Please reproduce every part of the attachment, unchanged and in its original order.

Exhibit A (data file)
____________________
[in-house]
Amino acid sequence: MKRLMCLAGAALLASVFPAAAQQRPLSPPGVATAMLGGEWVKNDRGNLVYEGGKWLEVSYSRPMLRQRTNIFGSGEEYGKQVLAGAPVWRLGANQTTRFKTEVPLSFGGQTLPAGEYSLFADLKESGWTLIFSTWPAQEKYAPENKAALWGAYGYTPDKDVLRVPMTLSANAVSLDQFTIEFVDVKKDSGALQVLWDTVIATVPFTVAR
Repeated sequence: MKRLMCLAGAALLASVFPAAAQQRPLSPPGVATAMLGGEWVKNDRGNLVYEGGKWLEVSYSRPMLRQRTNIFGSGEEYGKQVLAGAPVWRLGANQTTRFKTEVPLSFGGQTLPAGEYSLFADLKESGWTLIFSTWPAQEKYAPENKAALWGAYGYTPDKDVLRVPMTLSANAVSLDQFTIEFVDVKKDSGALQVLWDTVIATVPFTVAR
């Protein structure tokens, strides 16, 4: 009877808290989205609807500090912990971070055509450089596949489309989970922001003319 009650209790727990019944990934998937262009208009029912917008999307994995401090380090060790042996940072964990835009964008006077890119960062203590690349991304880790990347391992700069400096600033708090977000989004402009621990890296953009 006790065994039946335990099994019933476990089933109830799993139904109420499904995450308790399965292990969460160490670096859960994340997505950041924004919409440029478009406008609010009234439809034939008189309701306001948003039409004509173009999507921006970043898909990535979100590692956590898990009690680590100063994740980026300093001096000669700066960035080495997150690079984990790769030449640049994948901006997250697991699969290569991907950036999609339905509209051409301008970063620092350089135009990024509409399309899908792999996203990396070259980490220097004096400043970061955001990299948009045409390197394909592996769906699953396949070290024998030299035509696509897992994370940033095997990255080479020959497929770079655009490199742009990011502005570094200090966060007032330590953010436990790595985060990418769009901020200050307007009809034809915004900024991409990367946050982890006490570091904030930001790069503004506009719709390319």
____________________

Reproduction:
[in-house]
Amino acid sequence: MKRLMCLAGAALLASVFPAAAQQRPLSPPGVATAMLGGEWVKNDRGNLVYEGGKWLEVSYSRPMLRQRTNIFGSGEEYGKQVLAGAPVWRLGANQTTRFKTEVPLSFGGQTLPAGEYSLFADLKESGWTLIFSTWPAQEKYAPENKAALWGAYGYTPDKDVLRVPMTLSANAVSLDQFTIEFVDVKKDSGALQVLWDTVIATVPFTVAR
Repeated sequence: MKRLMCLAGAALLASVFPAAAQQRPLSPPGVATAMLGGEWVKNDRGNLVYEGGKWLEVSYSRPMLRQRTNIFGSGEEYGKQVLAGAPVWRLGANQTTRFKTEVPLSFGGQTLPAGEYSLFADLKESGWTLIFSTWPAQEKYAPENKAALWGAYGYTPDKDVLRVPMTLSANAVSLDQFTIEFVDVKKDSGALQVLWDTVIATVPFTVAR
């Protein structure tokens, strides 16, 4: 009877808290989205609807500090912990971070055509450089596949489309989970922001003319 009650209790727990019944990934998937262009208009029912917008999307994995401090380090060790042996940072964990835009964008006077890119960062203590690349991304880790990347391992700069400096600033708090977000989004402009621990890296953009 006790065994039946335990099994019933476990089933109830799993139904109420499904995450308790399965292990969460160490670096859960994340997505950041924004919409440029478009406008609010009234439809034939008189309701306001948003039409004509173009999507921006970043898909990535979100590692956590898990009690680590100063994740980026300093001096000669700066960035080495997150690079984990790769030449640049994948901006997250697991699969290569991907950036999609339905509209051409301008970063620092350089135009990024509409399309899908792999996203990396070259980490220097004096400043970061955001990299948009045409390197394909592996769906699953396949070290024998030299035509696509897992994370940033095997990255080479020959497929770079655009490199742009990011502005570094200090966060007032330590953010436990790595985060990418769009901020200050307007009809034809915004900024991409990367946050982890006490570091904030930001790069503004506009719709390319």